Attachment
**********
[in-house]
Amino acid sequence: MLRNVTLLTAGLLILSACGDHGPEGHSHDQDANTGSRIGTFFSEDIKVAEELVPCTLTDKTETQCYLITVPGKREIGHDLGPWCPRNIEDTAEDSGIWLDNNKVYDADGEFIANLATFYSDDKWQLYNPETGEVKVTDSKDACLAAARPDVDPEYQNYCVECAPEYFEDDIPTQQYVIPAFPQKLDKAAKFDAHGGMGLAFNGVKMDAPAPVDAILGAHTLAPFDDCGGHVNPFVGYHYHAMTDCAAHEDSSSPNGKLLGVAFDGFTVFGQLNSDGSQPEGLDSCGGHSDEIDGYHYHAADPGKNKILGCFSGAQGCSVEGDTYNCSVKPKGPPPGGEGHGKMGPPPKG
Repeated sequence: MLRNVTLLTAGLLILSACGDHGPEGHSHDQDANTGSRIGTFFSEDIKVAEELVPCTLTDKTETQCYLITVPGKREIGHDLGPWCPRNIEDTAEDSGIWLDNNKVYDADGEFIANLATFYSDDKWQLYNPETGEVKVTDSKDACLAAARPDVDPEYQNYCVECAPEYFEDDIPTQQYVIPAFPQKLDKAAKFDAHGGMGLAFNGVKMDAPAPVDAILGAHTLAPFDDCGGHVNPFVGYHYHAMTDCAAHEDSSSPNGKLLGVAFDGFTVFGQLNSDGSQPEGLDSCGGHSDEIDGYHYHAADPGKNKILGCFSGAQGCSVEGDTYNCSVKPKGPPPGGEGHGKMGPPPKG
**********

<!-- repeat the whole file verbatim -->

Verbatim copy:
[in-house]
Amino acid sequence: MLRNVTLLTAGLLILSACGDHGPEGHSHDQDANTGSRIGTFFSEDIKVAEELVPCTLTDKTETQCYLITVPGKREIGHDLGPWCPRNIEDTAEDSGIWLDNNKVYDADGEFIANLATFYSDDKWQLYNPETGEVKVTDSKDACLAAARPDVDPEYQNYCVECAPEYFEDDIPTQQYVIPAFPQKLDKAAKFDAHGGMGLAFNGVKMDAPAPVDAILGAHTLAPFDDCGGHVNPFVGYHYHAMTDCAAHEDSSSPNGKLLGVAFDGFTVFGQLNSDGSQPEGLDSCGGHSDEIDGYHYHAADPGKNKILGCFSGAQGCSVEGDTYNCSVKPKGPPPGGEGHGKMGPPPKG
Repeated sequence: MLRNVTLLTAGLLILSACGDHGPEGHSHDQDANTGSRIGTFFSEDIKVAEELVPCTLTDKTETQCYLITVPGKREIGHDLGPWCPRNIEDTAEDSGIWLDNNKVYDADGEFIANLATFYSDDKWQLYNPETGEVKVTDSKDACLAAARPDVDPEYQNYCVECAPEYFEDDIPTQQYVIPAFPQKLDKAAKFDAHGGMGLAFNGVKMDAPAPVDAILGAHTLAPFDDCGGHVNPFVGYHYHAMTDCAAHEDSSSPNGKLLGVAFDGFTVFGQLNSDGSQPEGLDSCGGHSDEIDGYHYHAADPGKNKILGCFSGAQGCSVEGDTYNCSVKPKGPPPGGEGHGKMGPPPKG